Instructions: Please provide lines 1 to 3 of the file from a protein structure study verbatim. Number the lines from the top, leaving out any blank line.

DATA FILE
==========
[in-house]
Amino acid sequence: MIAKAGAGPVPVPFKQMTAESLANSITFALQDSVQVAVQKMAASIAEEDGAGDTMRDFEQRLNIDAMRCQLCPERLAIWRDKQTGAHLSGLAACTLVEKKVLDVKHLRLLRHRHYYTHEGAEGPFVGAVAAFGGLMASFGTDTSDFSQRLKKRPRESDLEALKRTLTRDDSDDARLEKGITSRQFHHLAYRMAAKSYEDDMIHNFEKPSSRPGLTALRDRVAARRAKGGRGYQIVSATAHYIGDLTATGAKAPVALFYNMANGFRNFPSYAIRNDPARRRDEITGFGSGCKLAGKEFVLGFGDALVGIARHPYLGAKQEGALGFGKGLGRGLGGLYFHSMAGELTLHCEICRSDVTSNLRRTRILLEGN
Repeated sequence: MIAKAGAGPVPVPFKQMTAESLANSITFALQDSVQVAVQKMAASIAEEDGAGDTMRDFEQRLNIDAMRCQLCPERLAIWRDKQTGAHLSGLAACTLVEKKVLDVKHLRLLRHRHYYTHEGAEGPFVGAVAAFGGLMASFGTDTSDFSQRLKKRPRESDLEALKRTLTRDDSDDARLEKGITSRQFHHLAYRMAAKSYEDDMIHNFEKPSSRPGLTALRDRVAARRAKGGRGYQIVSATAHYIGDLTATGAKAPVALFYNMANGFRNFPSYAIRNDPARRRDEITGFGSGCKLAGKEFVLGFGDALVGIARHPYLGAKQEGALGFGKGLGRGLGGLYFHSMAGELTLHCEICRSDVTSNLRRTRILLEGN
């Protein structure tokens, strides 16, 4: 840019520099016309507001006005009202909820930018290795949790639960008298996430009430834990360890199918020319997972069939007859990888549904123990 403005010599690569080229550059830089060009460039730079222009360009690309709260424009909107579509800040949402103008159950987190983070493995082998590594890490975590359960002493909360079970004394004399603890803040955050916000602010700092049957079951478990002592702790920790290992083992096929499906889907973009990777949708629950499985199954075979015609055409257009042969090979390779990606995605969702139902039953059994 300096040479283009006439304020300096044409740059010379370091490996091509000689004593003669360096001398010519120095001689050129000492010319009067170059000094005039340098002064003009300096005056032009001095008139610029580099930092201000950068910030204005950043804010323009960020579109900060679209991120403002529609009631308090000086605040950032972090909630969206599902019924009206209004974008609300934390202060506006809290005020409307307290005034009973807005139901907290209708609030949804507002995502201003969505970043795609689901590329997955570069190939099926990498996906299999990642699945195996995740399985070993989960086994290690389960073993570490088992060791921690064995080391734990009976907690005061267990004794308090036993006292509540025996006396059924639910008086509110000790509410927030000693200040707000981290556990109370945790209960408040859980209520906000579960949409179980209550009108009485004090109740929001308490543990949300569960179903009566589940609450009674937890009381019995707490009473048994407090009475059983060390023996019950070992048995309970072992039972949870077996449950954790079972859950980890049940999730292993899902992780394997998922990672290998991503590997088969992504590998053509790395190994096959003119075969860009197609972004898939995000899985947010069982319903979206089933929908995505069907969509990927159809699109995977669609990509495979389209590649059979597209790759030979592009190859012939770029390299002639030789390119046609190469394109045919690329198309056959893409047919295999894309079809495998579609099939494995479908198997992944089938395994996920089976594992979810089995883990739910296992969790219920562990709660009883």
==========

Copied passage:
[in-house]
Amino acid sequence: MIAKAGAGPVPVPFKQMTAESLANSITFALQDSVQVAVQKMAASIAEEDGAGDTMRDFEQRLNIDAMRCQLCPERLAIWRDKQTGAHLSGLAACTLVEKKVLDVKHLRLLRHRHYYTHEGAEGPFVGAVAAFGGLMASFGTDTSDFSQRLKKRPRESDLEALKRTLTRDDSDDARLEKGITSRQFHHLAYRMAAKSYEDDMIHNFEKPSSRPGLTALRDRVAARRAKGGRGYQIVSATAHYIGDLTATGAKAPVALFYNMANGFRNFPSYAIRNDPARRRDEITGFGSGCKLAGKEFVLGFGDALVGIARHPYLGAKQEGALGFGKGLGRGLGGLYFHSMAGELTLHCEICRSDVTSNLRRTRILLEGN
Repeated sequence: MIAKAGAGPVPVPFKQMTAESLANSITFALQDSVQVAVQKMAASIAEEDGAGDTMRDFEQRLNIDAMRCQLCPERLAIWRDKQTGAHLSGLAACTLVEKKVLDVKHLRLLRHRHYYTHEGAEGPFVGAVAAFGGLMASFGTDTSDFSQRLKKRPRESDLEALKRTLTRDDSDDARLEKGITSRQFHHLAYRMAAKSYEDDMIHNFEKPSSRPGLTALRDRVAARRAKGGRGYQIVSATAHYIGDLTATGAKAPVALFYNMANGFRNFPSYAIRNDPARRRDEITGFGSGCKLAGKEFVLGFGDALVGIARHPYLGAKQEGALGFGKGLGRGLGGLYFHSMAGELTLHCEICRSDVTSNLRRTRILLEGN